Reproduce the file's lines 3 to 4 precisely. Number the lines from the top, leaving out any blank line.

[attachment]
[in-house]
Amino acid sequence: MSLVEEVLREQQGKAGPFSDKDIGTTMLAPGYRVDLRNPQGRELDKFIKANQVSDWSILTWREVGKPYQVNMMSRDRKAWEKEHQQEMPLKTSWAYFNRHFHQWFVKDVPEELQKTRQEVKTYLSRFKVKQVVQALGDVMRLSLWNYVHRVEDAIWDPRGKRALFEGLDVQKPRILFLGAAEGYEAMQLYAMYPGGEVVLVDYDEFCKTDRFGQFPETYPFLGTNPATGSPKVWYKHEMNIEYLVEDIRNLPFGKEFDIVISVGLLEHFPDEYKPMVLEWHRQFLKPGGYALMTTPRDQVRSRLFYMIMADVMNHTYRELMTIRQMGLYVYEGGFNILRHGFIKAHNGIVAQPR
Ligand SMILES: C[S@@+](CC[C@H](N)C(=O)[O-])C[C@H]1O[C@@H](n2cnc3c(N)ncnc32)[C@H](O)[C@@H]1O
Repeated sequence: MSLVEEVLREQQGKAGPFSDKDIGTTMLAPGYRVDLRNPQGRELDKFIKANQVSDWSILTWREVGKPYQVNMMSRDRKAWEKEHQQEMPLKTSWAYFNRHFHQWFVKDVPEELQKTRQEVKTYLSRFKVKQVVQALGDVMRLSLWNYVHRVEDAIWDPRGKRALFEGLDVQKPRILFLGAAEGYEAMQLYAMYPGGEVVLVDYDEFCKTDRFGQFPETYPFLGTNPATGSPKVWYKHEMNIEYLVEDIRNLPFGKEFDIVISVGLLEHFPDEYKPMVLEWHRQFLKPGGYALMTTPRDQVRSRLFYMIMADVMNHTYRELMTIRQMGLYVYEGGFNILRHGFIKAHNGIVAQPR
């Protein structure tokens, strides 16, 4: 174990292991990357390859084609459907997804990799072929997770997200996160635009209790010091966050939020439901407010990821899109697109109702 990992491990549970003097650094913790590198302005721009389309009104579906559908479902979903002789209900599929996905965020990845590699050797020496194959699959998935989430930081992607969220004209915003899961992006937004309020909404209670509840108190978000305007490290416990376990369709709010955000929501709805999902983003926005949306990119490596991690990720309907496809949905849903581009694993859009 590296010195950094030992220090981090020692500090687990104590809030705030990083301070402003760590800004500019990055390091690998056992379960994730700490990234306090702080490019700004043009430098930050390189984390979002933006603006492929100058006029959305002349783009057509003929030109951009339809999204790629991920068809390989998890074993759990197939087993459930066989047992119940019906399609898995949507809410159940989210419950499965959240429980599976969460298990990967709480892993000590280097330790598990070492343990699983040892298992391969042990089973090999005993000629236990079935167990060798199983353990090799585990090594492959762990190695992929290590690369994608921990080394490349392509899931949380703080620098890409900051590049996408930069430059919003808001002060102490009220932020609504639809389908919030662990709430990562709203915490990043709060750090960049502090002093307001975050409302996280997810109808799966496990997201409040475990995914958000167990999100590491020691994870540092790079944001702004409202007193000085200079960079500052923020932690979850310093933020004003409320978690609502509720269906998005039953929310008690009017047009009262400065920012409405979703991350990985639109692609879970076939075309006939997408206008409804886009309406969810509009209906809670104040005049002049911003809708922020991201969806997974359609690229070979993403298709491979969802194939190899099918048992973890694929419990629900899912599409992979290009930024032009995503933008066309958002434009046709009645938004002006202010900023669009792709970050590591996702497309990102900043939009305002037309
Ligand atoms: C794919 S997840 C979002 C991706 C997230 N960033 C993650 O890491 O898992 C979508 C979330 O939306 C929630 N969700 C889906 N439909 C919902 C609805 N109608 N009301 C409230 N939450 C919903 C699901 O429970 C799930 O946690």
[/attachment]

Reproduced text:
Ligand SMILES: C[S@@+](CC[C@H](N)C(=O)[O-])C[C@H]1O[C@@H](n2cnc3c(N)ncnc32)[C@H](O)[C@@H]1O
Repeated sequence: MSLVEEVLREQQGKAGPFSDKDIGTTMLAPGYRVDLRNPQGRELDKFIKANQVSDWSILTWREVGKPYQVNMMSRDRKAWEKEHQQEMPLKTSWAYFNRHFHQWFVKDVPEELQKTRQEVKTYLSRFKVKQVVQALGDVMRLSLWNYVHRVEDAIWDPRGKRALFEGLDVQKPRILFLGAAEGYEAMQLYAMYPGGEVVLVDYDEFCKTDRFGQFPETYPFLGTNPATGSPKVWYKHEMNIEYLVEDIRNLPFGKEFDIVISVGLLEHFPDEYKPMVLEWHRQFLKPGGYALMTTPRDQVRSRLFYMIMADVMNHTYRELMTIRQMGLYVYEGGFNILRHGFIKAHNGIVAQPR